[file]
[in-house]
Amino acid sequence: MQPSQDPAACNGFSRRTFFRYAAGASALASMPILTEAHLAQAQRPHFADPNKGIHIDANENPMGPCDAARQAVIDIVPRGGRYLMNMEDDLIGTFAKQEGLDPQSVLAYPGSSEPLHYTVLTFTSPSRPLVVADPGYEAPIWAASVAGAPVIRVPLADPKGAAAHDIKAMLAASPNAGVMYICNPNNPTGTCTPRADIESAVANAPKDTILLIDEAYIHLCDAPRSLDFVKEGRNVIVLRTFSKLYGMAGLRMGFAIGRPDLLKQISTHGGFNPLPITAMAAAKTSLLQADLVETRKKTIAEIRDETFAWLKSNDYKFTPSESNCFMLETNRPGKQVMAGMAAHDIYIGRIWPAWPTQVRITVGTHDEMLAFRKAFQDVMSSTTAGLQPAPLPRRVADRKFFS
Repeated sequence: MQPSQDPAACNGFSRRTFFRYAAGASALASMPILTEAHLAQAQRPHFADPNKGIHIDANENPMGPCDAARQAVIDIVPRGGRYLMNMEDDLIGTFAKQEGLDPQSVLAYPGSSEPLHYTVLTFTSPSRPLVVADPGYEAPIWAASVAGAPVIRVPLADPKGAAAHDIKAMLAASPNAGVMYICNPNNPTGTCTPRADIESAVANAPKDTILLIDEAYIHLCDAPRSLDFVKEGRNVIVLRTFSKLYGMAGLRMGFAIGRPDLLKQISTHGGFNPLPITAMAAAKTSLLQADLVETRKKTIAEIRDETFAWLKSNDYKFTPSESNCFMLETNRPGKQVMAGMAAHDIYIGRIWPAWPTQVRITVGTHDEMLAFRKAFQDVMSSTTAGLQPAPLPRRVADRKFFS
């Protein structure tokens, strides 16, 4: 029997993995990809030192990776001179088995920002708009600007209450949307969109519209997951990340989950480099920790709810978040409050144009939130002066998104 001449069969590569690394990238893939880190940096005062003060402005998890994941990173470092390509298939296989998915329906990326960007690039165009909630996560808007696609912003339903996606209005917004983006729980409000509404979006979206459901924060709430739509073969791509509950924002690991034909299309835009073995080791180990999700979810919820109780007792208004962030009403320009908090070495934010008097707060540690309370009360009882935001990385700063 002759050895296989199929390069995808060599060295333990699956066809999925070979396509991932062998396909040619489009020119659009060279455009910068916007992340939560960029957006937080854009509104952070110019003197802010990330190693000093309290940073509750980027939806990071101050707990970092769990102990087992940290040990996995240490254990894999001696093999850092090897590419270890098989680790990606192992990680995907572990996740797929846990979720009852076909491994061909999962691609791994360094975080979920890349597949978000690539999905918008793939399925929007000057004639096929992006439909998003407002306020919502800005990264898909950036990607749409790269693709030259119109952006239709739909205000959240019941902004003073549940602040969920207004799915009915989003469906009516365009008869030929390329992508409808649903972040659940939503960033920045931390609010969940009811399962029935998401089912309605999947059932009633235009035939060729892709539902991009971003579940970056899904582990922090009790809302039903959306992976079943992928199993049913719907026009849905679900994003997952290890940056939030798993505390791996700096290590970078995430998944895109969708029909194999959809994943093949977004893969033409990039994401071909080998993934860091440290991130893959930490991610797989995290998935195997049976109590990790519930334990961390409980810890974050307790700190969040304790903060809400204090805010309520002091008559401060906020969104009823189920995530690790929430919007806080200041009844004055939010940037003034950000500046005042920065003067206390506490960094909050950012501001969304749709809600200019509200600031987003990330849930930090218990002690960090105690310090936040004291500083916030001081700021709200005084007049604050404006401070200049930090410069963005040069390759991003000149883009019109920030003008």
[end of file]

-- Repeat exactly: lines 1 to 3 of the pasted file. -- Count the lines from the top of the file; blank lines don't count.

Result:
[in-house]
Amino acid sequence: MQPSQDPAACNGFSRRTFFRYAAGASALASMPILTEAHLAQAQRPHFADPNKGIHIDANENPMGPCDAARQAVIDIVPRGGRYLMNMEDDLIGTFAKQEGLDPQSVLAYPGSSEPLHYTVLTFTSPSRPLVVADPGYEAPIWAASVAGAPVIRVPLADPKGAAAHDIKAMLAASPNAGVMYICNPNNPTGTCTPRADIESAVANAPKDTILLIDEAYIHLCDAPRSLDFVKEGRNVIVLRTFSKLYGMAGLRMGFAIGRPDLLKQISTHGGFNPLPITAMAAAKTSLLQADLVETRKKTIAEIRDETFAWLKSNDYKFTPSESNCFMLETNRPGKQVMAGMAAHDIYIGRIWPAWPTQVRITVGTHDEMLAFRKAFQDVMSSTTAGLQPAPLPRRVADRKFFS
Repeated sequence: MQPSQDPAACNGFSRRTFFRYAAGASALASMPILTEAHLAQAQRPHFADPNKGIHIDANENPMGPCDAARQAVIDIVPRGGRYLMNMEDDLIGTFAKQEGLDPQSVLAYPGSSEPLHYTVLTFTSPSRPLVVADPGYEAPIWAASVAGAPVIRVPLADPKGAAAHDIKAMLAASPNAGVMYICNPNNPTGTCTPRADIESAVANAPKDTILLIDEAYIHLCDAPRSLDFVKEGRNVIVLRTFSKLYGMAGLRMGFAIGRPDLLKQISTHGGFNPLPITAMAAAKTSLLQADLVETRKKTIAEIRDETFAWLKSNDYKFTPSESNCFMLETNRPGKQVMAGMAAHDIYIGRIWPAWPTQVRITVGTHDEMLAFRKAFQDVMSSTTAGLQPAPLPRRVADRKFFS